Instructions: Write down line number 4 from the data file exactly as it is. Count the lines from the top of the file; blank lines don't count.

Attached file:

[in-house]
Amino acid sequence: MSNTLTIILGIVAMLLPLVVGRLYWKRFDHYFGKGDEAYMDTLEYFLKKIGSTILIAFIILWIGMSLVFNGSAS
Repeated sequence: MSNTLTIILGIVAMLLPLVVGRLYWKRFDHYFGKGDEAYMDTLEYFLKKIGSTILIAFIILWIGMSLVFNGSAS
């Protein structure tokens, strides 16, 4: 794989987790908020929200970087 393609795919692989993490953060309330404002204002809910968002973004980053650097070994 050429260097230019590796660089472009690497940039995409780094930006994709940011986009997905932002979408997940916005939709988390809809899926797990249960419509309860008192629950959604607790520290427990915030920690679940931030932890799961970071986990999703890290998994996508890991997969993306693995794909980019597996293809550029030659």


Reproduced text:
């Protein structure tokens, strides 16, 4: 794989987790908020929200970087 393609795919692989993490953060309330404002204002809910968002973004980053650097070994 050429260097230019590796660089472009690497940039995409780094930006994709940011986009997905932002979408997940916005939709988390809809899926797990249960419509309860008192629950959604607790520290427990915030920690679940931030932890799961970071986990999703890290998994996508890991997969993306693995794909980019597996293809550029030659």